A cloud screening method employing two successive procedures of variability test and coarse mode test was developed, aiming at better elimination of cloud-contaminated data in the sky radiometer retrievals. The performance of the new cloud screening method was evaluated by examining statistical features with cloud coverage observations and lidar measurements. The variability test appeared to effectively eliminate data contaminated by relatively thick low-level clouds, whereas the coarse mode test appeared to eliminate data likely contaminated by thin cirrus-type clouds. Overall, the new method was considered to improve the current Sky Radiometer Network (SKYNET) data. The cloud screening method was then applied to dust detection from sky radiometer measurements. The detection performance was evaluated using surface synoptic observations (SYNOP) dust reports and the yellow sand index from NIES lidar measurements. It was shown that the new method helped to detect dust, effectively eliminating cloud-contaminated signals that were similar to those of the dust.
The sky radiometer is a ground-based instrument implemented to investigate the characteristics of not only aerosols but also clouds and water vapor. This study is the first attempt to bring this instrument in use to estimate the columnar ozone concentration (U). A method and preliminary results related to the estimation of U using the 315-nm-channel data of the sky radiometer are presented. The proposed method consists of calculating the calibration constant for direct intensity at 315 nm wavelength, F0(315 nm), usingin situ observation data, which is an alternative of the traditional Langley method, and estimating U. The temporal values of U at Chiba, Japan for the period of January-April, 2013 were estimated, and they were compared with values observed by the ozone monitoring instrument (OMI). The agreement was satisfactory during the initial observation period; however, the values from the sky radiometer were observed to be gradually overestimated with time. The study suggests that the temporal change of F0 (315 nm) is the important factor to be considered while estimating U values for long-term observations and that F0 (315 nm) must be periodically determined. The study further discusses the uncertainties associated with the estimated U due to the uncertainties in the values of input parameters.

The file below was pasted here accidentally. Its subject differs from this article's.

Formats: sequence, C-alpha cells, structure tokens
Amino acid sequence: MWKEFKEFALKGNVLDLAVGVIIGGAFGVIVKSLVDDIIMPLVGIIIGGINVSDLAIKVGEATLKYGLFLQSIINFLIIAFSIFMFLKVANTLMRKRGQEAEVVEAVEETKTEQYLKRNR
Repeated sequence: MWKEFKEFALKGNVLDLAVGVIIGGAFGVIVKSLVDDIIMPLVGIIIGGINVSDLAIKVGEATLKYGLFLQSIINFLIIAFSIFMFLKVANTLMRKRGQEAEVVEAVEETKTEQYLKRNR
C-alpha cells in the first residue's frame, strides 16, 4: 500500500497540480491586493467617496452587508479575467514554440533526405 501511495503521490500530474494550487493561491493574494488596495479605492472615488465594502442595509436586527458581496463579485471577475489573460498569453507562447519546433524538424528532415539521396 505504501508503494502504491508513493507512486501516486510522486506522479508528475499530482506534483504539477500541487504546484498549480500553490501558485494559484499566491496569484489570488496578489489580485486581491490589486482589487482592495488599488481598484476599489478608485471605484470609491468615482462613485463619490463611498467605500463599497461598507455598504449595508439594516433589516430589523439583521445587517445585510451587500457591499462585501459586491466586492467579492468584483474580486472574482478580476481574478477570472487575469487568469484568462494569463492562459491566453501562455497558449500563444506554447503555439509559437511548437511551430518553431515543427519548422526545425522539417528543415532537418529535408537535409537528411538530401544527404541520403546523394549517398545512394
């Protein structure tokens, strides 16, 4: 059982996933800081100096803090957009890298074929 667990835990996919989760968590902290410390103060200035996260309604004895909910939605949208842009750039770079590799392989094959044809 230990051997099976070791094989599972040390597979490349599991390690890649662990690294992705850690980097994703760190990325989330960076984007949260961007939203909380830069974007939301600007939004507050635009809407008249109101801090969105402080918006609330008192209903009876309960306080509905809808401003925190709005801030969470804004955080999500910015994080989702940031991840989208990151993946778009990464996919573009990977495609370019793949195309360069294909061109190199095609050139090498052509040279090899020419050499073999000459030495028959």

Sky radiometer data are used to retrieve aerosol optical properties and to estimate the effect of aerosols on solar irradiance at the Earth’s surface. The Prede POM-02 is equipped with a 940-nm channel corresponding to a primary water vapor absorption band in the near infrared region, but 940-nm data have been underutilized. Atmospheric water vapor is an important factor in determining the surface radiation budget. To retrieve the columnar precipitable water vapor amount from sun-sky radiometers, the 940-nm channel was calibrated using the Langley method, which accounts for gas absorption. The relation between column water vapor and atmospheric transmittance at 940 nm was determined using simulation data, and the results were used to retrieve column water vapor. This method was applied to data collected at Tsukuba, Japan, in 2011 and compared with global positioning system receiver (GPS), microwave radiometer, and radiosonde water vapor retrievals. The highest correlations were found between GPS and radiosonde observations. A comparison of POM-02 and GPS results showed a bias error of 0.09 g cm-2; the root mean square error was 0.179 g cm-2; and r = 0.996. The transmittance of the 940-nm channel was theoretically determined in this study. Therefore, the accuracy of column water vapor retrieval depends on the accuracy of transmittance calculation model.